New toolbox helps scientists measure impact science communication
Scientists regularly appear in the media. They participate in science cafés, write a popular-science book or visit school classes. In that way, they want to convey their knowledge and enthusiasm to society. But do they succeed? To answer that question, a new website is launched, with a toolbox full of instruments to evaluate the effect of science communication activities.
‘We noticed that scientists struggle with the question of what their activities bring about in visitors or listeners. Do they learn something, do they get more enthusiastic, or do they think more positively about science? All are important outcomes of science communication, but it is often not clear if scientists reach these goals,’ researcher Ward Peeters explains. ‘These scientists and organizers of science events are asking for some sort of support.’
Toolbox as an overarching measuring device
To fulfil this need, Impactlab was created. It consists of researcher Anne Land of Leiden University, Madelijn Strick of Utrecht University, and Ward Peeters, associated with both universities. They developed a toolbox for scientists for the Nationale Wetenschapsagenda (Dutch Science Agenda). The box consists of various measuring instruments originating from social sciences and can be found on the Impactlab website. For now, the toolbox is made in Dutch, even though an English version will be made eventually.
The recipe for a successful event
‘On the one side, the toolbox helps individual scientists to measure the impact of their projects,’ Strick says. By evaluating to which extend you have reached your goals during a public activity, you can improve the project step by step. Land gives an example: ‘If you notice that a festival to attract people to science for the very first time, instead is visited by people already interested in science, you know you have to reach your target audience differently next time.’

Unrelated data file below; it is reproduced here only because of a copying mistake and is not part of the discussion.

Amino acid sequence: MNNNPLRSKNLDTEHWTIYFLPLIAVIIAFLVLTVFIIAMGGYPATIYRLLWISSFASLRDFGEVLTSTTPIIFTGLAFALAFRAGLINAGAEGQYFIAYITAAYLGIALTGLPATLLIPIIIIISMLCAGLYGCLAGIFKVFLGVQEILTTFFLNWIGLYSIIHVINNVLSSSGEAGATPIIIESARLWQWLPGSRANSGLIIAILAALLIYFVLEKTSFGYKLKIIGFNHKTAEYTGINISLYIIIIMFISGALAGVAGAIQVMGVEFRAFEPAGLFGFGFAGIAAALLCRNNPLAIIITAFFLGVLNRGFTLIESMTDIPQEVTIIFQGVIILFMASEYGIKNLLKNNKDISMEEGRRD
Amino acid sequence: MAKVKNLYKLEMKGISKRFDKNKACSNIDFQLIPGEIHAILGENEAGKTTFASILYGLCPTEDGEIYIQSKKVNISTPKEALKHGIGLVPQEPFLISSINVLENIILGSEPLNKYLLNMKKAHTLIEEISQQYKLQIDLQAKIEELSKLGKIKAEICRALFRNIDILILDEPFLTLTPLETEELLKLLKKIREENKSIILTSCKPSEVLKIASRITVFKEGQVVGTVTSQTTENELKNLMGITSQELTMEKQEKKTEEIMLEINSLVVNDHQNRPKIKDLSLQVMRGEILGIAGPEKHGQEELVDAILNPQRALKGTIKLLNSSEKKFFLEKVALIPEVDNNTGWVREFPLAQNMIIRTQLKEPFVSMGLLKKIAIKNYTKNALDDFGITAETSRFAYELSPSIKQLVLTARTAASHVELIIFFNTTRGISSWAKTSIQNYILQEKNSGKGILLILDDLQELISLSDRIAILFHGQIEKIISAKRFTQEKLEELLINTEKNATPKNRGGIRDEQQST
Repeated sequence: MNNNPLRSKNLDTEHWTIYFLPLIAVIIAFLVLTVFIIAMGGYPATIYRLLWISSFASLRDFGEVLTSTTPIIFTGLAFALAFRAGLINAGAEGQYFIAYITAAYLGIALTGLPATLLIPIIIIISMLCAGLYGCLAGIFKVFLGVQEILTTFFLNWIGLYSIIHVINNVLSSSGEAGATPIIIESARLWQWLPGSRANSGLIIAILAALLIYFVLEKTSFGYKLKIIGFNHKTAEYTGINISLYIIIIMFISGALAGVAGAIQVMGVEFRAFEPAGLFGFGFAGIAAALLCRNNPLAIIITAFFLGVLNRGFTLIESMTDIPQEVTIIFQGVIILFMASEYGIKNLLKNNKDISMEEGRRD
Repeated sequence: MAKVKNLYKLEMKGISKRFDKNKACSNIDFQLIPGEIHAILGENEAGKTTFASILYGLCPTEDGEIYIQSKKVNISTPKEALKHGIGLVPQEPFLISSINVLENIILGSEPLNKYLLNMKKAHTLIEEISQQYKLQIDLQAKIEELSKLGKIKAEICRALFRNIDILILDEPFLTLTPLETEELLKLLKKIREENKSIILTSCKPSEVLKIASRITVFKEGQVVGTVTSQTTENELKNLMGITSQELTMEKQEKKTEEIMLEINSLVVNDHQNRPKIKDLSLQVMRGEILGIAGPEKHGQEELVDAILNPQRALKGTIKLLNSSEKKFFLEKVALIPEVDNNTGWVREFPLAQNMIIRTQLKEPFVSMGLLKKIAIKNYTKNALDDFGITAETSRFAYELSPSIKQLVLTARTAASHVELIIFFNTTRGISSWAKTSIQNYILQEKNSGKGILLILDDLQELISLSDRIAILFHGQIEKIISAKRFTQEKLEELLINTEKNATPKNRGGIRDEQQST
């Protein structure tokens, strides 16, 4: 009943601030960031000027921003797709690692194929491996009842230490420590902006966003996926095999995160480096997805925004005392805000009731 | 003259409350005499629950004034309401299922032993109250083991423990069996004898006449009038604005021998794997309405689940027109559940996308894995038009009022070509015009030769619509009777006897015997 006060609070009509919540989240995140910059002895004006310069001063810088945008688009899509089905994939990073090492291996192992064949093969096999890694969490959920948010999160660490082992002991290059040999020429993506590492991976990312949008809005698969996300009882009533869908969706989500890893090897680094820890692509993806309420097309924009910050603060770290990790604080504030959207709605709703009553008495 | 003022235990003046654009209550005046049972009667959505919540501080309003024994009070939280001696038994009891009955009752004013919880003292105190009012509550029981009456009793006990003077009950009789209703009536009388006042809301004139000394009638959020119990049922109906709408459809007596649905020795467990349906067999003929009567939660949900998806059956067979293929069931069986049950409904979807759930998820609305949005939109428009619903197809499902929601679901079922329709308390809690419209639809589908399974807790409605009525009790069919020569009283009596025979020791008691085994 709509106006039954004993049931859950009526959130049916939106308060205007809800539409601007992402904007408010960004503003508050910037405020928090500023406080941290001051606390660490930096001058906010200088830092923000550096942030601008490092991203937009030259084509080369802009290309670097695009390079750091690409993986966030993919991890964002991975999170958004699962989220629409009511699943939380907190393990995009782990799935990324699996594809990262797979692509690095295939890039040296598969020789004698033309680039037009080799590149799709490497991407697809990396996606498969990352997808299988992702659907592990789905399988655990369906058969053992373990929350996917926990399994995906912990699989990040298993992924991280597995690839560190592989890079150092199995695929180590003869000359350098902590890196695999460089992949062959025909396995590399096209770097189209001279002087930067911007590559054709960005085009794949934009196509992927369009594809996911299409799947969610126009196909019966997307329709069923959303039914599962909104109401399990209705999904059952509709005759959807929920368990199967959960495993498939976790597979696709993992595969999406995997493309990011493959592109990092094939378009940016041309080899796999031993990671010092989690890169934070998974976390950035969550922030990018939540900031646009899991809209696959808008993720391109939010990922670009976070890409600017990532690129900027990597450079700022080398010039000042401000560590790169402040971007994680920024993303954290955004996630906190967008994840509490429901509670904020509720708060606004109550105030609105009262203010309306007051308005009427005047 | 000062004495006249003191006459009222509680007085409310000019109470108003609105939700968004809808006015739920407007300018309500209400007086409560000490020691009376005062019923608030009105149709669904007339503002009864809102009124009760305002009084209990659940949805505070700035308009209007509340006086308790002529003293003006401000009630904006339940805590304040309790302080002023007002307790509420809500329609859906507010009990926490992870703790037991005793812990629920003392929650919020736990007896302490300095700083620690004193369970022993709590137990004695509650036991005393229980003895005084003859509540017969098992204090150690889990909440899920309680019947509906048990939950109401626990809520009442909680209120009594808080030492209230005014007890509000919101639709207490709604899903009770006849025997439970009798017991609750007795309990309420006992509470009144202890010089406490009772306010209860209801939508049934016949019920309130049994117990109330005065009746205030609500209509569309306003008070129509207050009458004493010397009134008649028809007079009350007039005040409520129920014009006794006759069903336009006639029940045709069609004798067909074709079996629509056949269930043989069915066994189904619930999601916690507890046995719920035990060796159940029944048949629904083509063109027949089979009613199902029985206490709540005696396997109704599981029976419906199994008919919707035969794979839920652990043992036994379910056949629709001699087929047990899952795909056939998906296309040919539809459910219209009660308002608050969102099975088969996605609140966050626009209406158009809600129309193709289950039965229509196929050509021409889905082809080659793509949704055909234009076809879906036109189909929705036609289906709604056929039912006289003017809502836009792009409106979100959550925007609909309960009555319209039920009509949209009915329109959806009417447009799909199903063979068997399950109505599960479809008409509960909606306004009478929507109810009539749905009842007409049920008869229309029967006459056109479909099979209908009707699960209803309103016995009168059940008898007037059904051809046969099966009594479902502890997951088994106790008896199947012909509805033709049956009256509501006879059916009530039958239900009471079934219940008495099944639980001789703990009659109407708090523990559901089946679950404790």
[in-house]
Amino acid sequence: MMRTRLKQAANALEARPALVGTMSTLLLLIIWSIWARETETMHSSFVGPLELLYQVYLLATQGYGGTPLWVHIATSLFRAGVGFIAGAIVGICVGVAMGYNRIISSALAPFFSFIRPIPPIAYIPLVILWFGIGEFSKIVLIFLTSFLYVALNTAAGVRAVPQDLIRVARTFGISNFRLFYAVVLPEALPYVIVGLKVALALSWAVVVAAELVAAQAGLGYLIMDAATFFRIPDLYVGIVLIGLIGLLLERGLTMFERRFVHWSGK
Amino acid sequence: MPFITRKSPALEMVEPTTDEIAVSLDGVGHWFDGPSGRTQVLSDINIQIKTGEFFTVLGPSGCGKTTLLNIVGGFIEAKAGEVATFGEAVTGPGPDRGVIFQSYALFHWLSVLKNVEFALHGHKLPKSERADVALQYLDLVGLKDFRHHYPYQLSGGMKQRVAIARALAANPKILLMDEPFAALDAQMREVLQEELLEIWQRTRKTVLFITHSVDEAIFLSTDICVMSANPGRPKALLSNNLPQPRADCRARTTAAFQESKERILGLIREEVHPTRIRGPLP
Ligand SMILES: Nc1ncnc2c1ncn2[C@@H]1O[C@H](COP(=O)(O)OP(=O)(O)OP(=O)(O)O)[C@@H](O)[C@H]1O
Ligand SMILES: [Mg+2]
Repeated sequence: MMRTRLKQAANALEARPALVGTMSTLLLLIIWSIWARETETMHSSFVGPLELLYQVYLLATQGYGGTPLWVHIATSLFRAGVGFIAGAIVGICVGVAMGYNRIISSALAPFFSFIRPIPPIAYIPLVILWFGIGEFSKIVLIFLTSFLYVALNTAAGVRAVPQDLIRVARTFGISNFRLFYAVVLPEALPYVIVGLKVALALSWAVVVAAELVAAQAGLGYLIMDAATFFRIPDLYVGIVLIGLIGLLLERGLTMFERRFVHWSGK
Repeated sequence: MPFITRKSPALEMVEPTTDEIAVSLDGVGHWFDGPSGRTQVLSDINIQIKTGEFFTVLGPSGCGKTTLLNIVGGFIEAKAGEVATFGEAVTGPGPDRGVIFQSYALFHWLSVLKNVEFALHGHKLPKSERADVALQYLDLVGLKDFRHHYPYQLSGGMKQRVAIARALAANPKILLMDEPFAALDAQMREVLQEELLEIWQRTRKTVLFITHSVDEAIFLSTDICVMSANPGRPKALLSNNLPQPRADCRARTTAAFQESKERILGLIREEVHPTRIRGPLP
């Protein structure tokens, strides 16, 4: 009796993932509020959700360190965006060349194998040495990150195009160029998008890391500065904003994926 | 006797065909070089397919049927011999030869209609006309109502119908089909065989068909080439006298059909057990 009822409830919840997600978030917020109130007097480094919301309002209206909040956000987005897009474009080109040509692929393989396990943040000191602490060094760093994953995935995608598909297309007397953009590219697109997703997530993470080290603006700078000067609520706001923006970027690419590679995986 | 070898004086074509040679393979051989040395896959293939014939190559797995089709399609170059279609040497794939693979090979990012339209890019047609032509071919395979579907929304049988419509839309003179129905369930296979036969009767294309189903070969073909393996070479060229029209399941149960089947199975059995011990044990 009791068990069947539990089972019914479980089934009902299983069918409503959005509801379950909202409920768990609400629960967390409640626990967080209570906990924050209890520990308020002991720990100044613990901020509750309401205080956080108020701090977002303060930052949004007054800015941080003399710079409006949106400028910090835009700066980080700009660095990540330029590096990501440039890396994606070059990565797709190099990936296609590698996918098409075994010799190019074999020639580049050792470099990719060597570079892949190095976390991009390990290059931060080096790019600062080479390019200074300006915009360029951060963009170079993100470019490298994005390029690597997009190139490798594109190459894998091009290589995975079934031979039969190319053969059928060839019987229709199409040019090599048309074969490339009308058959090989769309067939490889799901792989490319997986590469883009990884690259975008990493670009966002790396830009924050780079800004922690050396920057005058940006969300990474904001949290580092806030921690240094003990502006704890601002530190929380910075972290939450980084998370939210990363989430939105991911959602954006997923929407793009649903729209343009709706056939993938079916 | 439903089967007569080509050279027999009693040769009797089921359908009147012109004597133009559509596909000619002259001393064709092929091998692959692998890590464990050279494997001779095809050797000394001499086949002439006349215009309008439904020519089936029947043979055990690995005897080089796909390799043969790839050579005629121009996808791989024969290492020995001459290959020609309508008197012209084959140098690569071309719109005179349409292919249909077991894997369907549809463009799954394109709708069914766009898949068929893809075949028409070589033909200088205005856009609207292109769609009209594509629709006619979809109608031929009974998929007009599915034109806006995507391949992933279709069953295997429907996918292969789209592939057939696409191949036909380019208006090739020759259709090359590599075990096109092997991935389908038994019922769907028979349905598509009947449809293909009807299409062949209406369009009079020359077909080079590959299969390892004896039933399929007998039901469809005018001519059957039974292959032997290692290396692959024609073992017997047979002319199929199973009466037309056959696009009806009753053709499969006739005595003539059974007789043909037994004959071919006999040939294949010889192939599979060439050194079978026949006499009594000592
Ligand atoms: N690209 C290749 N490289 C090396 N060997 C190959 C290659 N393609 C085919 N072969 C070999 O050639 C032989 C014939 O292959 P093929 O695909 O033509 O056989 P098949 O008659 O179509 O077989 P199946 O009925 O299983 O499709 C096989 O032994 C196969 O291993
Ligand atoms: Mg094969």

Strick continues: ‘On the other side, Impactlab will look for patterns and similarities if we combine results of many different projects. In this way, we hope to conclude what makes a project a success.’ To achieve this, they collaborate with honored projects of the NWA and the KNAW-program Gewaardeerd!.
Target audience, form and influence
‘Now that we have launched the toolbox on our website, all Dutch researchers can use our measuring instruments,’ Peeters says. Additionally, researchers can use a standard measurement for their activity, that can easily be compared with similar events. It looks at which target audience is reached and how the activity has influenced the participants generally.
Also, there is a variety of so-called precision instruments. This enables researchers to look at their activities more specifically. It helps them reach the right audience, think about the form of the activity and the goals of the activity. For example, the toolbox contains ideas on how to test the impression you left on visitors by using short interviews, so-called vox pops. Or how to integrate an evaluation into an event easily by working with a post-it wall. By asking a few questions, the toolbox guides you to the most useful instrument.
Measure your own impact
Now that the toolbox is accessible for everyone, Impactlab hopes many researchers will use it to evaluate their outreach activities. In the coming year, they expect to research the usability of the toolbox and simultaneously improve the quality of science communication in the Netherlands. Researchers interested in measuring the impact of their public activities, find all necessary information, instructions and support in the toolbox on Impactlab’s website.Visit the website and toolbox of Impactlab